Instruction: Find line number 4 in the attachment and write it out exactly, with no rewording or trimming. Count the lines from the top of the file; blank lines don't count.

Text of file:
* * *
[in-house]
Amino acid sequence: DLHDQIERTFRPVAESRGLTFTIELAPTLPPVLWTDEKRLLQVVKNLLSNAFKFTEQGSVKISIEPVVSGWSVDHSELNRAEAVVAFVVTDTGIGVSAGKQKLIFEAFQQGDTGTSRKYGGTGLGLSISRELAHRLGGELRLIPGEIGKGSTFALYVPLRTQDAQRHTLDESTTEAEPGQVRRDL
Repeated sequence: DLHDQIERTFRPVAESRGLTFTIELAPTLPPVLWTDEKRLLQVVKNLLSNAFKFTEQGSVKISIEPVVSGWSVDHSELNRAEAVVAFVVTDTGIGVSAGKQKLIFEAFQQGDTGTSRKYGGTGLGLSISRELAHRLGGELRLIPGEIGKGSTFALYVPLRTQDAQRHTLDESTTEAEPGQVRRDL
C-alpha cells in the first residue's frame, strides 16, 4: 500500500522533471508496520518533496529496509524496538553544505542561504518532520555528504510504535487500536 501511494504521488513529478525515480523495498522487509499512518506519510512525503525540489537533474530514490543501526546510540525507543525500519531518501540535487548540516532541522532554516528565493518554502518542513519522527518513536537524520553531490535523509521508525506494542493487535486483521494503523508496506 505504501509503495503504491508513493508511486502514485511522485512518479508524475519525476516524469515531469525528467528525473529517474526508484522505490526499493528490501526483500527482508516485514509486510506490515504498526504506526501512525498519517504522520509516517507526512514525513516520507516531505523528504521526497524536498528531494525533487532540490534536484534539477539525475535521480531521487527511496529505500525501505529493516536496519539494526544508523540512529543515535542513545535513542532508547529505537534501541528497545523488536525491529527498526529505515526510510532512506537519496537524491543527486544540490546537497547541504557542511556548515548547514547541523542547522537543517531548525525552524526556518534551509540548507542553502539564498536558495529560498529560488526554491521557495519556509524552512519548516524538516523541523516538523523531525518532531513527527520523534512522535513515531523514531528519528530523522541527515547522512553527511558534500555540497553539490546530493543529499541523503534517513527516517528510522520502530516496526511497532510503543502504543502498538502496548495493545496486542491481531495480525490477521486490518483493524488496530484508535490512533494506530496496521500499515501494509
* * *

C-alpha cells in the first residue's frame, strides 16, 4: 500500500522533471508496520518533496529496509524496538553544505542561504518532520555528504510504535487500536 501511494504521488513529478525515480523495498522487509499512518506519510512525503525540489537533474530514490543501526546510540525507543525500519531518501540535487548540516532541522532554516528565493518554502518542513519522527518513536537524520553531490535523509521508525506494542493487535486483521494503523508496506 505504501509503495503504491508513493508511486502514485511522485512518479508524475519525476516524469515531469525528467528525473529517474526508484522505490526499493528490501526483500527482508516485514509486510506490515504498526504506526501512525498519517504522520509516517507526512514525513516520507516531505523528504521526497524536498528531494525533487532540490534536484534539477539525475535521480531521487527511496529505500525501505529493516536496519539494526544508523540512529543515535542513545535513542532508547529505537534501541528497545523488536525491529527498526529505515526510510532512506537519496537524491543527486544540490546537497547541504557542511556548515548547514547541523542547522537543517531548525525552524526556518534551509540548507542553502539564498536558495529560498529560488526554491521557495519556509524552512519548516524538516523541523516538523523531525518532531513527527520523534512522535513515531523514531528519528530523522541527515547522512553527511558534500555540497553539490546530493543529499541523503534517513527516517528510522520502530516496526511497532510503543502504543502498538502496548495493545496486542491481531495480525490477521486490518483493524488496530484508535490512533494506530496496521500499515501494509